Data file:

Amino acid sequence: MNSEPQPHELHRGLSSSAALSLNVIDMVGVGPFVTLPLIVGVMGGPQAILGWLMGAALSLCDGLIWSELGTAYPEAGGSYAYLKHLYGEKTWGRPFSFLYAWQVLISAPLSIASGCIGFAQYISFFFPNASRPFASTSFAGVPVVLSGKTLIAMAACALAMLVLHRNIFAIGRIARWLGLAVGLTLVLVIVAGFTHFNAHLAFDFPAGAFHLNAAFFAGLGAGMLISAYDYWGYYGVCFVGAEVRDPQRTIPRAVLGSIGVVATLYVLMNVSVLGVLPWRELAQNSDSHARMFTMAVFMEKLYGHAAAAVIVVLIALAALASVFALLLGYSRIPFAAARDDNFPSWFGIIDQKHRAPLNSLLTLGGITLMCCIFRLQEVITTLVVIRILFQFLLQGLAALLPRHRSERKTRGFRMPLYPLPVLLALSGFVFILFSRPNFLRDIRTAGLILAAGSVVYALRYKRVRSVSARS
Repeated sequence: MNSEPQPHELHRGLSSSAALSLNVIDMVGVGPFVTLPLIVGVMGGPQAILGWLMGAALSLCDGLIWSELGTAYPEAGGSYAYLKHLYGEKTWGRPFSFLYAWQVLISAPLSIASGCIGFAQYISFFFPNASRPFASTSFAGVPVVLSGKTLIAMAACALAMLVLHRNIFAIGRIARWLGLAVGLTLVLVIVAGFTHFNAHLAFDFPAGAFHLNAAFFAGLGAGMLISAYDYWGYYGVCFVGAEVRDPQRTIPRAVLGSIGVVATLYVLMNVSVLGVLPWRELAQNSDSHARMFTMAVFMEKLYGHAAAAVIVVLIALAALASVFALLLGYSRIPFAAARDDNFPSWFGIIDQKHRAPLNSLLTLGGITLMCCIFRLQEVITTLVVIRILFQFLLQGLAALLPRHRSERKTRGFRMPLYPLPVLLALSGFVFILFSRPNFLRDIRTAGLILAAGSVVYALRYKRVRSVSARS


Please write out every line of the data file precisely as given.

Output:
Amino acid sequence: MNSEPQPHELHRGLSSSAALSLNVIDMVGVGPFVTLPLIVGVMGGPQAILGWLMGAALSLCDGLIWSELGTAYPEAGGSYAYLKHLYGEKTWGRPFSFLYAWQVLISAPLSIASGCIGFAQYISFFFPNASRPFASTSFAGVPVVLSGKTLIAMAACALAMLVLHRNIFAIGRIARWLGLAVGLTLVLVIVAGFTHFNAHLAFDFPAGAFHLNAAFFAGLGAGMLISAYDYWGYYGVCFVGAEVRDPQRTIPRAVLGSIGVVATLYVLMNVSVLGVLPWRELAQNSDSHARMFTMAVFMEKLYGHAAAAVIVVLIALAALASVFALLLGYSRIPFAAARDDNFPSWFGIIDQKHRAPLNSLLTLGGITLMCCIFRLQEVITTLVVIRILFQFLLQGLAALLPRHRSERKTRGFRMPLYPLPVLLALSGFVFILFSRPNFLRDIRTAGLILAAGSVVYALRYKRVRSVSARS
Repeated sequence: MNSEPQPHELHRGLSSSAALSLNVIDMVGVGPFVTLPLIVGVMGGPQAILGWLMGAALSLCDGLIWSELGTAYPEAGGSYAYLKHLYGEKTWGRPFSFLYAWQVLISAPLSIASGCIGFAQYISFFFPNASRPFASTSFAGVPVVLSGKTLIAMAACALAMLVLHRNIFAIGRIARWLGLAVGLTLVLVIVAGFTHFNAHLAFDFPAGAFHLNAAFFAGLGAGMLISAYDYWGYYGVCFVGAEVRDPQRTIPRAVLGSIGVVATLYVLMNVSVLGVLPWRELAQNSDSHARMFTMAVFMEKLYGHAAAAVIVVLIALAALASVFALLLGYSRIPFAAARDDNFPSWFGIIDQKHRAPLNSLLTLGGITLMCCIFRLQEVITTLVVIRILFQFLLQGLAALLPRHRSERKTRGFRMPLYPLPVLLALSGFVFILFSRPNFLRDIRTAGLILAAGSVVYALRYKRVRSVSARS